Rachel Ostrander Brownlee
Smarter Ranch Management
This Maverick Developed New Technology That Breaks from the Herd
You don’t have to be a Silicon Valley insider to launch the next great idea. Students at the University of Nebraska have the drive and resources to make a big impact on the state. Students like Rachel Ostrander Brownlee.
When Brownlee was asked to brainstorm a new product in her first UNO IT Innovation course, she immediately thought of an audience that had a lot to gain from smarter technology.
Brownlee was raised on the Pine Creek Ranch in Rushville—which is also home to 400 head of cattle. So she was more than familiar with the struggles ranchers deal with when it comes to managing their herd. Every calving season, tracking breeding schedules and trends is a headache. For ranchers trying to breed more cattle, timing is everything. Female cows must be monitored for the optimal fertility time, and old-school methods are only so effective. Breeding too early or too late—in as small as an 8-hour window—can result in failed conception, and ranchers may have to wait up to 24 days to try again.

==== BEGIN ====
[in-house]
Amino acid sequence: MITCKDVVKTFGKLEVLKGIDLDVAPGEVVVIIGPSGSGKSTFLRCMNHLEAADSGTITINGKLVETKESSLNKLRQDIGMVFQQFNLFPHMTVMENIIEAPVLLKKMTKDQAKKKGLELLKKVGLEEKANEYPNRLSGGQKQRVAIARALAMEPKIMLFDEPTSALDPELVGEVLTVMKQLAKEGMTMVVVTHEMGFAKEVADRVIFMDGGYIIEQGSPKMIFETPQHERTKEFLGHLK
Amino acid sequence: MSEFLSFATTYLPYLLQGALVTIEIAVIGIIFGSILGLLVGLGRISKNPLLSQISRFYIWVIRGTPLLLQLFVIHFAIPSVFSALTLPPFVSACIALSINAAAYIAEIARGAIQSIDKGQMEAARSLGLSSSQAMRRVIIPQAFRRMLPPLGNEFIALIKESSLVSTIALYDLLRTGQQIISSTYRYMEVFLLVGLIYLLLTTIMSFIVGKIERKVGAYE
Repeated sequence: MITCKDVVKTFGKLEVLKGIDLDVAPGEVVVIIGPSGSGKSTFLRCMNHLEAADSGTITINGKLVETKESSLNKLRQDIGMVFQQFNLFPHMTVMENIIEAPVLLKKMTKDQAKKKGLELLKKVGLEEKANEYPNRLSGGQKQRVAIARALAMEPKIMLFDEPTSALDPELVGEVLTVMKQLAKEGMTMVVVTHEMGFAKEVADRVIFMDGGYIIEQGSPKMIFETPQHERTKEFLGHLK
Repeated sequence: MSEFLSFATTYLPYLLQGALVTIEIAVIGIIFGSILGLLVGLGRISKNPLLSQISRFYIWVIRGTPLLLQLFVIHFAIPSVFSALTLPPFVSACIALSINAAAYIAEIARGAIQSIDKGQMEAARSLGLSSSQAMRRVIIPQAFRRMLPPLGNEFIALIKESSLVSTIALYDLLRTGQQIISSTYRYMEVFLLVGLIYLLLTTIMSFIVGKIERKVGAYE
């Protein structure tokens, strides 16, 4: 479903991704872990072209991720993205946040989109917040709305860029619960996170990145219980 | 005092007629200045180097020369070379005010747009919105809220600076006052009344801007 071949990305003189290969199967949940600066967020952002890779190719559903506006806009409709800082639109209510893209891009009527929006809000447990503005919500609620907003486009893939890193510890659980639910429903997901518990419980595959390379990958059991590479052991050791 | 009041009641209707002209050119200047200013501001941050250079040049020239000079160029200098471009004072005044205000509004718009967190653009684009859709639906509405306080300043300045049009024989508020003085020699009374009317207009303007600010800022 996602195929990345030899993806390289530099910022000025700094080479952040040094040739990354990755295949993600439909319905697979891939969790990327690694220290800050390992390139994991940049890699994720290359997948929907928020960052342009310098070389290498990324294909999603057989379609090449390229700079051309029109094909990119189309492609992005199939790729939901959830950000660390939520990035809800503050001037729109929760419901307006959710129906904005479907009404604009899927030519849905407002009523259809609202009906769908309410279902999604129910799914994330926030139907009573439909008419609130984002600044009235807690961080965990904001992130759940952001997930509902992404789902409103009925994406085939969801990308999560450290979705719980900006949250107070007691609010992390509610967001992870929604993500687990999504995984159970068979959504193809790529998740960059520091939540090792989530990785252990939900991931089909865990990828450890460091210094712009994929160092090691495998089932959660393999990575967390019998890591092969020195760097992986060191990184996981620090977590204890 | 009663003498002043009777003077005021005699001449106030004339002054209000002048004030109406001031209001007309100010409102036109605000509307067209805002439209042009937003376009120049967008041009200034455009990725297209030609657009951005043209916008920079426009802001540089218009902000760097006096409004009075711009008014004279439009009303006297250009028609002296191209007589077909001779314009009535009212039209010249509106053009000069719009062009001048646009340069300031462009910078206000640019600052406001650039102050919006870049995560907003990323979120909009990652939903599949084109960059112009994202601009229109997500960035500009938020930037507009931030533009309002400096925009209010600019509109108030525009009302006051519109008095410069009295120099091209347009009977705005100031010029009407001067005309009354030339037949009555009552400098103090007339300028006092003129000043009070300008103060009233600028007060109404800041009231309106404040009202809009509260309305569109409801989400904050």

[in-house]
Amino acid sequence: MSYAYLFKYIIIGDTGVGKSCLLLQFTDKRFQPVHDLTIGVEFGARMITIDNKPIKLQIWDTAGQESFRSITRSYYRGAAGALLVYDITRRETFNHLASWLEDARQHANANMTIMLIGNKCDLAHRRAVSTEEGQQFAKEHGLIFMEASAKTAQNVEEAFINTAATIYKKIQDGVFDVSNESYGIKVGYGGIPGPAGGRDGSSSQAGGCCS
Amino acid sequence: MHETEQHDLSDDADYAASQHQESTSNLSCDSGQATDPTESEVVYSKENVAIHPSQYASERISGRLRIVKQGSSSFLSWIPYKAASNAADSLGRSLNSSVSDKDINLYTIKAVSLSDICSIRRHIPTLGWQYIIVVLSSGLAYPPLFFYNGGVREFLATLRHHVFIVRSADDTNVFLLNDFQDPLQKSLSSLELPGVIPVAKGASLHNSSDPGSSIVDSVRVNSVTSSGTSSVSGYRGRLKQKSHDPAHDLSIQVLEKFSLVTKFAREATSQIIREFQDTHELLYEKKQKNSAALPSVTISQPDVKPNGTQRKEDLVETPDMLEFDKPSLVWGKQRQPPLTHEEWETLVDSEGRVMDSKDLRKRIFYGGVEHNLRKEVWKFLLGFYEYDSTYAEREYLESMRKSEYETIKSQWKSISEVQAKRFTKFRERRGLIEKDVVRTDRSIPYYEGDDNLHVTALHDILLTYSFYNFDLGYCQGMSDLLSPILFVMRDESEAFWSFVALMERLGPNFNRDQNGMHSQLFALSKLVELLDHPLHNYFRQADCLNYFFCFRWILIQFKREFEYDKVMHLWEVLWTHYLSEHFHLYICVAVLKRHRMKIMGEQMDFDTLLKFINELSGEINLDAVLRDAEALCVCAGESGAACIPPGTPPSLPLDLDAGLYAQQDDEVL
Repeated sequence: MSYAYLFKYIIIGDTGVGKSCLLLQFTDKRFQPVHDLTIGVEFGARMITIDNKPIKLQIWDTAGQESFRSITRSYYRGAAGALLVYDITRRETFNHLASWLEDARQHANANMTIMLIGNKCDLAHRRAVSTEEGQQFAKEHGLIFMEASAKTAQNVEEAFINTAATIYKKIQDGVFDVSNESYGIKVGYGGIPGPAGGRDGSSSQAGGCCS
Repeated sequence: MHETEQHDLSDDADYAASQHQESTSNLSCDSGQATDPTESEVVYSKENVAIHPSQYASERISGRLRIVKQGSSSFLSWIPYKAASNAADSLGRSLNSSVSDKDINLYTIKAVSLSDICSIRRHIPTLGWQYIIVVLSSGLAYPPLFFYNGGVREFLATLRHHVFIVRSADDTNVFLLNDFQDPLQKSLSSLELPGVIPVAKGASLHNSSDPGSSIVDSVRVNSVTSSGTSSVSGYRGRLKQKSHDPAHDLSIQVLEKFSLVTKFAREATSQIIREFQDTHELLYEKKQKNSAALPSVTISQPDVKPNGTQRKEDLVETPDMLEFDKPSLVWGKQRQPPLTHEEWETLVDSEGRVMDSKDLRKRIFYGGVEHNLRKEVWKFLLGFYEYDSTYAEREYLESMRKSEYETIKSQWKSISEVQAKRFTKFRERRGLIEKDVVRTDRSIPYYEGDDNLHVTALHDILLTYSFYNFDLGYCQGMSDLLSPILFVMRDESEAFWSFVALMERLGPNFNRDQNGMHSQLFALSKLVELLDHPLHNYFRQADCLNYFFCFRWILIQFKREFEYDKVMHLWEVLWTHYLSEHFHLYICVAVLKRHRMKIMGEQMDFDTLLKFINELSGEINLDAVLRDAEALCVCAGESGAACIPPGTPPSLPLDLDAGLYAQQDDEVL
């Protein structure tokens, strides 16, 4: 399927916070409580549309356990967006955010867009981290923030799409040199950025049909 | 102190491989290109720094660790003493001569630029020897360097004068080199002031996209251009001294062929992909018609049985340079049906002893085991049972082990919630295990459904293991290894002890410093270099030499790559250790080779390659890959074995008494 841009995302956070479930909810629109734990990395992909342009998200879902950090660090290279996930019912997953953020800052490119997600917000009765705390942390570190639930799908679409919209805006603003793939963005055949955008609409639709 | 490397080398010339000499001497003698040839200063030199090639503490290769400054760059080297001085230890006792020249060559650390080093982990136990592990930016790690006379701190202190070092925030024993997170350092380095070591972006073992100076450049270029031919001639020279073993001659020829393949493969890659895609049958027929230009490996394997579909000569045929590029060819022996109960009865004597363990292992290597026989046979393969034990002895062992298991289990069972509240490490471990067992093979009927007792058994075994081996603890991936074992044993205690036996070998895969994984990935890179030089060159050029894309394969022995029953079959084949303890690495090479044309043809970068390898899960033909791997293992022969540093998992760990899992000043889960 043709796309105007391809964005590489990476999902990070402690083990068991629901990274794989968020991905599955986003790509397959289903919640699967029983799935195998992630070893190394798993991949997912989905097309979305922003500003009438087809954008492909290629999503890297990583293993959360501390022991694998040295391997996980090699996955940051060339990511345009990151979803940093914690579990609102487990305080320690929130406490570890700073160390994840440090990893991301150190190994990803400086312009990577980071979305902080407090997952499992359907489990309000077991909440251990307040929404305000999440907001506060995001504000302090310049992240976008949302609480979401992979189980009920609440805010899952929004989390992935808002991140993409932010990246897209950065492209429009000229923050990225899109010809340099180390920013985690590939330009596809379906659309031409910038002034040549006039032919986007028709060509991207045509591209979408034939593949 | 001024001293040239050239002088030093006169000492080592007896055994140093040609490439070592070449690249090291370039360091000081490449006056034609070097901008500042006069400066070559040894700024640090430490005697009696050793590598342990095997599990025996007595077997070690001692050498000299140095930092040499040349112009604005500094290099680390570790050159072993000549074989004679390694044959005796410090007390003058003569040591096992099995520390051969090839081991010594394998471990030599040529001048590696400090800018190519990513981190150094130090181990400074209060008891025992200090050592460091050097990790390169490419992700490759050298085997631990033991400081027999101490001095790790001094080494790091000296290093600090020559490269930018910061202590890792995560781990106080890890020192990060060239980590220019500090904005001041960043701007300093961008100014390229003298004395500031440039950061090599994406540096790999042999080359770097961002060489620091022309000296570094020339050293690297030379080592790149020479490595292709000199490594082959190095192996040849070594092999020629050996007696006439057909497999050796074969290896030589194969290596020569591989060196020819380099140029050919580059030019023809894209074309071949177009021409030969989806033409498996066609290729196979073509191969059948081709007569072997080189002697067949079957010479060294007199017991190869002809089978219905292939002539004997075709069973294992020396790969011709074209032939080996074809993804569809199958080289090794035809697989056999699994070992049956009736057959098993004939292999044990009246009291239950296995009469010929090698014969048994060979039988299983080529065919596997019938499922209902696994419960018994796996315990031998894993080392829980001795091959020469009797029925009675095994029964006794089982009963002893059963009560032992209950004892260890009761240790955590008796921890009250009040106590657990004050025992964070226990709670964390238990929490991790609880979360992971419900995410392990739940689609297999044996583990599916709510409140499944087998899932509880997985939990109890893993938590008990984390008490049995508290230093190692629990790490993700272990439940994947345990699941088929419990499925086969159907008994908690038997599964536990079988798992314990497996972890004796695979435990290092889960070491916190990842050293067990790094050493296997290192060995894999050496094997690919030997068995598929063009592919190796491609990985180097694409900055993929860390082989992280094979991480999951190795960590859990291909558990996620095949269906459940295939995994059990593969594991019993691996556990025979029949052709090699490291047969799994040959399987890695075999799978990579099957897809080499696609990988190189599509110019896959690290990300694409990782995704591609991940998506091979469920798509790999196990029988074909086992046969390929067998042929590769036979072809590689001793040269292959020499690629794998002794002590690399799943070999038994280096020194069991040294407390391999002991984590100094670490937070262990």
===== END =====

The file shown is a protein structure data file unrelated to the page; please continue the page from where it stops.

If these ranchers had some kind of automated record keeping app, couldn’t they save themselves hours of labor every day?
But Brownlee thought, if these ranchers had some kind of automated record keeping app, couldn’t they save themselves hours of labor every day?
That was the beginning of MooManager, Brownlee’s idea for an app. What started as a sophomore class project quickly attracted an investment offer from a development company and the prestigious Peter Kiewit Award from the University of Nebraska president (twice). Brownlee was encouraged to use her own background, and input from other ranchers, to build a working prototype in her capstone class.
The future looks bright for MooManager. It’s now fully used on Brownlee’s in-laws’ cattle ranch in Ashby, where they raise 1,200 head of cattle. She’s currently determining the scope of a wider roll-out regionally, nationally, and even internationally for cattle operations in South America.
With support from the University of Nebraska, more students like Brownlee can use their specialized backgrounds to strengthen the state’s agricultural industry, and possibly even transform the future of ranching. Who says you can’t teach an old farm new tricks?
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